The network of national and local charities and voluntary bodies is too complex and numerous to describe adequately but the Society retains active links with DreamAway, Whizz Kids, Children in Need, CEDA, A Brighter Tomorrow, Exeter Stroke Club and the Norman Family Trust. A similar network of local groups and individuals continues to assist the Society in raising funds for children at Vranch House and this incredibly generous and loyal support provides a much-needed and indispensable resource. It is worth noting that the children at Vranch House School raise money each year for other charities which have included Comic Relief and the Royal British Legion.

Risk Management

As a normal part of the annual business cycle the Society reviews its Risk Assessments. These include financial management, accounting, security of cash and removable assets, insurances, fire and Health & Safety. The outcome of these assessments is reported to the Trustees by the Chief Executive. The Health and Safety and Fire Risk Assessments are translated into operating policies which are available to all employees. Employees at every level are encouraged to contribute to the continuous business of risk assessment through the Staff Meetings held every month.

Objectives and Activities

The charity's objects and principal activities continues to be those of:

  1. Promoting and providing facilities for the care, education, training, treatment and welfare in their respective aspects of disabled people.
  2. Advising, helping or catering for the needs of the parents or others having the care of disabled people.

The core activities arising from these aims are the education of children with physical difficulties from the age of 2 to 12 at Vranch House School and the provision of paediatric therapy and clinical treatment to children as outpatients at locations throughout Devon. The charity has also developed Opportunity Technology, a service which designs and installs an assisted mobility track way throughout England and Wales.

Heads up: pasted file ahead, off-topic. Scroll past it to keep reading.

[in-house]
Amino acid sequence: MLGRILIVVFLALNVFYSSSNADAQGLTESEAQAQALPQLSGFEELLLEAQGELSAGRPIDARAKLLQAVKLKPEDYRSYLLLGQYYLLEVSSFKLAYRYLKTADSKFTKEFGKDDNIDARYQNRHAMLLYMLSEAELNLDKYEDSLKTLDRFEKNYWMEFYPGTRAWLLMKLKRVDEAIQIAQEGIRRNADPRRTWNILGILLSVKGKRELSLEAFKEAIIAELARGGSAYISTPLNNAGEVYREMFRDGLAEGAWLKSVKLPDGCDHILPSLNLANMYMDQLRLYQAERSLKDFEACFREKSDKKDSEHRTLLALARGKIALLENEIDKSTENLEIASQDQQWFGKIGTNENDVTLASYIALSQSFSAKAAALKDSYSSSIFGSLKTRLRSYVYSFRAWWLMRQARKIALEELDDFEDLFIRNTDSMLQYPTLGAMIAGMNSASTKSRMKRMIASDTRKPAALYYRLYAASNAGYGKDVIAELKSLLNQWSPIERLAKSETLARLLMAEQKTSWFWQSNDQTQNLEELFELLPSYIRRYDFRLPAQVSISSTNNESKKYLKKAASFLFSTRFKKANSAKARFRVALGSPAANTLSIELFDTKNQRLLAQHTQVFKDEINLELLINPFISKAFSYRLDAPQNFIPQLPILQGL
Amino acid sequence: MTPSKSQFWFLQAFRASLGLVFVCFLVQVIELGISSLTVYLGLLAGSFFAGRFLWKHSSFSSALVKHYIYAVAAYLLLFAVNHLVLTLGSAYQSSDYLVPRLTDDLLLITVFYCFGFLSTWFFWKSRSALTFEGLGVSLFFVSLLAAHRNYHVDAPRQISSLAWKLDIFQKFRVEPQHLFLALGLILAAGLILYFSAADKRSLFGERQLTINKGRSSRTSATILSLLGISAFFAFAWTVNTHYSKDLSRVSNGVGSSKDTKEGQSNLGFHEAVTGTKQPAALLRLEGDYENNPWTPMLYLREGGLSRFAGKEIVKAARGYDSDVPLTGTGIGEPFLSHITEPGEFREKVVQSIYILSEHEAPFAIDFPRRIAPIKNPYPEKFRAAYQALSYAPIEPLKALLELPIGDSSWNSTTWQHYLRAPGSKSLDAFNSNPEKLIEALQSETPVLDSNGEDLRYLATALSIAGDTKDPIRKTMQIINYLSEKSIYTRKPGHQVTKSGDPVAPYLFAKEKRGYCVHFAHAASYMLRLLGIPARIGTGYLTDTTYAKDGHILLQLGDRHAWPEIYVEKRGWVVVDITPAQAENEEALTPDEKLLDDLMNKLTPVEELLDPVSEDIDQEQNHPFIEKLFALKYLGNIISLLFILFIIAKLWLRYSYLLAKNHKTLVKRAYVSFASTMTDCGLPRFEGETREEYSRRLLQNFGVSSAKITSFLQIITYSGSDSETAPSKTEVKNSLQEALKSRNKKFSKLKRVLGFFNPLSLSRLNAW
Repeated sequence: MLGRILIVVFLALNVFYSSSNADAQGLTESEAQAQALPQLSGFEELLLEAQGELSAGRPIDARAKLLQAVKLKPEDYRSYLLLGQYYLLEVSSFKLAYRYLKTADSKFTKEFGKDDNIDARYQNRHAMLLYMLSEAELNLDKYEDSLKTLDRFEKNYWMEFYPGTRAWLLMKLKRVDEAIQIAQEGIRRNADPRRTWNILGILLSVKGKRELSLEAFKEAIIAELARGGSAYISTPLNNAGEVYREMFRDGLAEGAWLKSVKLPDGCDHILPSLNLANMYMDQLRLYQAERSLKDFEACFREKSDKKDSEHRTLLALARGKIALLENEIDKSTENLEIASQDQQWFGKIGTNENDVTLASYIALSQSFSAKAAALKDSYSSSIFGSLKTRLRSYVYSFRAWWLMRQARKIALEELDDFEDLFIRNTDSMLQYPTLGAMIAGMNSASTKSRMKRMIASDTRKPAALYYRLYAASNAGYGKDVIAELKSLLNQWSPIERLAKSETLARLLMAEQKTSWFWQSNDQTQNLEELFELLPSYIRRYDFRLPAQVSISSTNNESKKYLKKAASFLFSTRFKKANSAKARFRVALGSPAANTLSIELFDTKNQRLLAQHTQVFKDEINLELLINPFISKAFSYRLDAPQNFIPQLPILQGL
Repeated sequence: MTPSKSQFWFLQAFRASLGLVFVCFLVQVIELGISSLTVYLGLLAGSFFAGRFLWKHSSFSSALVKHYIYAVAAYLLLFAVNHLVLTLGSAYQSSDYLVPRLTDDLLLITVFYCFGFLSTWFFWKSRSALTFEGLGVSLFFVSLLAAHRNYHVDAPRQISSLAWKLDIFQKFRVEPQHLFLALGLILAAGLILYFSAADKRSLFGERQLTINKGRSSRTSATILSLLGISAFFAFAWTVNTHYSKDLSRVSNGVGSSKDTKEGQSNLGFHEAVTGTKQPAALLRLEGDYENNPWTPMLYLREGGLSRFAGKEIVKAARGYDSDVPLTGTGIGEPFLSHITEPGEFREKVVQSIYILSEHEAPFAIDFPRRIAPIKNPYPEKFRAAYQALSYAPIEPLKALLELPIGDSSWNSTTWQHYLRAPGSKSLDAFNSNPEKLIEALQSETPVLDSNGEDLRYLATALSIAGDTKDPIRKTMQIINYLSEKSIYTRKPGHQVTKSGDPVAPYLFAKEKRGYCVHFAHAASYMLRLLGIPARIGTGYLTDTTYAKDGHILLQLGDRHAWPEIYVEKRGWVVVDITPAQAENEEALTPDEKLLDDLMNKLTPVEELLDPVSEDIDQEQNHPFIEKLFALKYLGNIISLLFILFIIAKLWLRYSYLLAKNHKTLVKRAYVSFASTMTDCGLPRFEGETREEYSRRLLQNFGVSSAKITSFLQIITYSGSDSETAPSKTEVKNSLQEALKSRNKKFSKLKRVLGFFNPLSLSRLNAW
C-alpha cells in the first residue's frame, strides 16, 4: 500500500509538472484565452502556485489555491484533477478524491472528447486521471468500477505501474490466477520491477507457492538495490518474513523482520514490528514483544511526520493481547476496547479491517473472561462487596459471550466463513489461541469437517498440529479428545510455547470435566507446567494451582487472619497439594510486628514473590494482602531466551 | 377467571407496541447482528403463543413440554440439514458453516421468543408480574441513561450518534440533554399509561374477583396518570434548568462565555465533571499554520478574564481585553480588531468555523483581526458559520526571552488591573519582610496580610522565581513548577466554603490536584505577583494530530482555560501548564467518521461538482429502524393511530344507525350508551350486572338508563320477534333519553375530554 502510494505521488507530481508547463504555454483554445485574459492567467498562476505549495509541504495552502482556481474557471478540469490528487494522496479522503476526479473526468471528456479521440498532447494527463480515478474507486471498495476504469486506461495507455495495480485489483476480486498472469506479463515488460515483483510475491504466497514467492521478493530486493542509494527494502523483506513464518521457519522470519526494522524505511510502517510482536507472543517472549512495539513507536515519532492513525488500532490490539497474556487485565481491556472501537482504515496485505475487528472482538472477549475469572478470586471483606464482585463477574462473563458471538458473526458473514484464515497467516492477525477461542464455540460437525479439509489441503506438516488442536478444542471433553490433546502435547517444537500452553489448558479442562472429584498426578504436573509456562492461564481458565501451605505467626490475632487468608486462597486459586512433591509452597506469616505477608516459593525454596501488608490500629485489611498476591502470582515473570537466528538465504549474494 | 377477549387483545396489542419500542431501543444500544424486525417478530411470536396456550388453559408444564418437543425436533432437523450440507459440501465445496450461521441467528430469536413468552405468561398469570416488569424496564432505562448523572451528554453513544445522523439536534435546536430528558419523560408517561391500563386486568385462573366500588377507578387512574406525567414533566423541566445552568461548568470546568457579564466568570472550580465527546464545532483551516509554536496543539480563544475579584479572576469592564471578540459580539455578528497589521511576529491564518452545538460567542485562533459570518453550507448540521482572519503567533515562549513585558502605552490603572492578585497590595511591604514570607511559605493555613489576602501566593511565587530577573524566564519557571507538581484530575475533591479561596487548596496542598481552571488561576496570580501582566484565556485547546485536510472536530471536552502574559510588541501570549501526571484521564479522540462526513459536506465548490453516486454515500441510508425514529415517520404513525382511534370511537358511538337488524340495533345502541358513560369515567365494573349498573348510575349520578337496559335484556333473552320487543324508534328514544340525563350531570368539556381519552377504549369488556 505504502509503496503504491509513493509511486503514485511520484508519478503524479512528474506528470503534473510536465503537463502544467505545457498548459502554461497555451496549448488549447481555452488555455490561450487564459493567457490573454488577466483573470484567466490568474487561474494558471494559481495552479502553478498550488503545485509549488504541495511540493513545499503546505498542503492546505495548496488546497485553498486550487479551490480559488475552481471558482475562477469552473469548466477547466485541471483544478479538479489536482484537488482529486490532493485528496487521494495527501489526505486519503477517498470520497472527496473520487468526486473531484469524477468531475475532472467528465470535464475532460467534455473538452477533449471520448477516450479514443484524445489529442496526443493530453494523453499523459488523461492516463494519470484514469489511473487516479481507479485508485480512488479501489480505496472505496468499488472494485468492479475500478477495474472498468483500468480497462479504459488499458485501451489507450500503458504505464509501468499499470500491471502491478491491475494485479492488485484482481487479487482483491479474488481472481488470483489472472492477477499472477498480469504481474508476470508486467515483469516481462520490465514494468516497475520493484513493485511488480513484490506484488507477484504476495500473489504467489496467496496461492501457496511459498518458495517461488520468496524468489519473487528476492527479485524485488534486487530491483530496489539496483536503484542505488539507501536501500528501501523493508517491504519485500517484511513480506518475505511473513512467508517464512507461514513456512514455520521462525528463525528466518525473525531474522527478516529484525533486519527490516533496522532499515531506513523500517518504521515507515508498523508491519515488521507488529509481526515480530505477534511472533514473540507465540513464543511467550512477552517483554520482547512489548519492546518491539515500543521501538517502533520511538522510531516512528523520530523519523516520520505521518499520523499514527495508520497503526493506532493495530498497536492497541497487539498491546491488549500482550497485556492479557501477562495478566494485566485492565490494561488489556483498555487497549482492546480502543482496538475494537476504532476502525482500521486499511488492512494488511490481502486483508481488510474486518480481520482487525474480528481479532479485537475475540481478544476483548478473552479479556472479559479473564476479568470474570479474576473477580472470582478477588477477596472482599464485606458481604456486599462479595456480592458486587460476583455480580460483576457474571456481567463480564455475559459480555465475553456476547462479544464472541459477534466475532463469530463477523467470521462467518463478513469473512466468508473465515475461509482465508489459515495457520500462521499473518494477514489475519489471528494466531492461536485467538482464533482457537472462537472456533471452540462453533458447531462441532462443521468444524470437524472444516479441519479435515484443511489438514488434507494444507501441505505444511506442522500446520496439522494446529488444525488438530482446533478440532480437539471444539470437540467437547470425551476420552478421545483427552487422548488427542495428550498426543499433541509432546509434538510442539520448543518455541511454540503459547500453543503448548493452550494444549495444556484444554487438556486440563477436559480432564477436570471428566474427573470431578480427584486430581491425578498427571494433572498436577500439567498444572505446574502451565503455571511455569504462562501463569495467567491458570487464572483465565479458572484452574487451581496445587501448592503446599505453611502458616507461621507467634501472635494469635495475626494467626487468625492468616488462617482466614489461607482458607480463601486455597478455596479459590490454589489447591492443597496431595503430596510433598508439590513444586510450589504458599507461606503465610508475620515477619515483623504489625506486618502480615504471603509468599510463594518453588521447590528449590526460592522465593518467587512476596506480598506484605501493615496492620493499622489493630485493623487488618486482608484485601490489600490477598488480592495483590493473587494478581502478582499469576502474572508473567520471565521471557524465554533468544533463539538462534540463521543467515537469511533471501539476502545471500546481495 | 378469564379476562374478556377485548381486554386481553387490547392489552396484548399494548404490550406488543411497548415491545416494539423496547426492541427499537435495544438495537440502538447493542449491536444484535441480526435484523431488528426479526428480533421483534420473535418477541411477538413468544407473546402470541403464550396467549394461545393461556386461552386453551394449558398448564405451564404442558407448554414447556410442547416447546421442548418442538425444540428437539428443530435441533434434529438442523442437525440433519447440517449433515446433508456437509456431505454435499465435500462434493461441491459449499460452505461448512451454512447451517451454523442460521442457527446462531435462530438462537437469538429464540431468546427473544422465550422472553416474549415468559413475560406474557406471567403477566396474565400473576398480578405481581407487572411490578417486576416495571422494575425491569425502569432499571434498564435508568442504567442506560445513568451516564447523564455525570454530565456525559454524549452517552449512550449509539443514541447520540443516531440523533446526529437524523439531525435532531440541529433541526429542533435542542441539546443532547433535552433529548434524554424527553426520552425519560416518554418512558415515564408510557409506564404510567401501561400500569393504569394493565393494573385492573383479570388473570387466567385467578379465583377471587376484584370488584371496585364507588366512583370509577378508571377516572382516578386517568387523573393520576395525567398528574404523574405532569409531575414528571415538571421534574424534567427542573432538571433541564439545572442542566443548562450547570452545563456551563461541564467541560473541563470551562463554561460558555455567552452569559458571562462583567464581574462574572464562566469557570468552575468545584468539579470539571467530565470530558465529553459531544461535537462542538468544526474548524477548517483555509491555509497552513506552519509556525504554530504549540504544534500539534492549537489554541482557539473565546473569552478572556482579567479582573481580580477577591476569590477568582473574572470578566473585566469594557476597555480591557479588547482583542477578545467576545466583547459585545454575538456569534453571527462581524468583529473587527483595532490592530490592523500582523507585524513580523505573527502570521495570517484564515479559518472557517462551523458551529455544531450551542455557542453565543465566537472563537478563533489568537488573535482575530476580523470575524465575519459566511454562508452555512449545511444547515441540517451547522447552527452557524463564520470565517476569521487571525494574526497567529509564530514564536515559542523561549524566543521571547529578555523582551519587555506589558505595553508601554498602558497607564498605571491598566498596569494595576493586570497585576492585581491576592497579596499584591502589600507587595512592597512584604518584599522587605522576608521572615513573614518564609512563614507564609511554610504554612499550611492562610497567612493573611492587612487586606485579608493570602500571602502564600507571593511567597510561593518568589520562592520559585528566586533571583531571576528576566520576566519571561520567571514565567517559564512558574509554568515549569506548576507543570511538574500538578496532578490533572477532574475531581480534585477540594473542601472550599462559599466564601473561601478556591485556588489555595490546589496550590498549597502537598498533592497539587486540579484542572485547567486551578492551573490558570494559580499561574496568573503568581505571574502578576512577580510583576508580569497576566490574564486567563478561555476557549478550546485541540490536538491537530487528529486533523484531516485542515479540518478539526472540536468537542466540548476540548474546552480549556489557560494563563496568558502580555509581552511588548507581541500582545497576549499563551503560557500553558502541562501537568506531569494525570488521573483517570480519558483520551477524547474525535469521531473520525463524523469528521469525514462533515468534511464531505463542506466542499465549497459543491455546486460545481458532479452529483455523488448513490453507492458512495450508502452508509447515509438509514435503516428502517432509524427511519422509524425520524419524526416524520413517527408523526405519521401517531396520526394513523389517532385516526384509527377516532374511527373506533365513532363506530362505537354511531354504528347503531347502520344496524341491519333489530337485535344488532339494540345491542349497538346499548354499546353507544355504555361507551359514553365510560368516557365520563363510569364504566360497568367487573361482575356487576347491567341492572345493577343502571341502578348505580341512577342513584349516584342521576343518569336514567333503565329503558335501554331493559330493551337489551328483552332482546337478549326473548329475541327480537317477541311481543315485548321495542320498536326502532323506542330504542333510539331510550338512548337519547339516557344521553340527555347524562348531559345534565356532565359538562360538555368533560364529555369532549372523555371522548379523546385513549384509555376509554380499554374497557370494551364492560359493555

Achievements and Performance

The Trustees are pleased to note that the record of operations for the year under review complied with the policies and directions set out by the Board and in some respects exceeded expectations. The Trustees approved an investment program for the year designed to permit all maintenance and new equipment needs whilst building reserves for a significant building and service development initiative in 2008/9. Elective spend across the year was held at £29,000. This sum provided £10,000 for replacement computers and a 50 inch, touch-sensitive plasma screen for the Learning Resource Centre which will be completed next year.

A further £9,000 was invested in a vehicle for the Mobility Project manager and the remaining £10,000 was spent on new equipment and maintenance. Service delivery remained at the same high levels as the preceding 3 years with 27 children on the school roll and over 1,120 children on the clinical list.

The uptake on provided services has been very encouraging, with growth in every area of activity and, particularly, out-reach work and training courses provided as part of our new funding arrangement for the school. The tenants of the old residential hostel at Hill Barton House are now in the third year of their three-year lease and negotiations will begin in 2008 for an extension.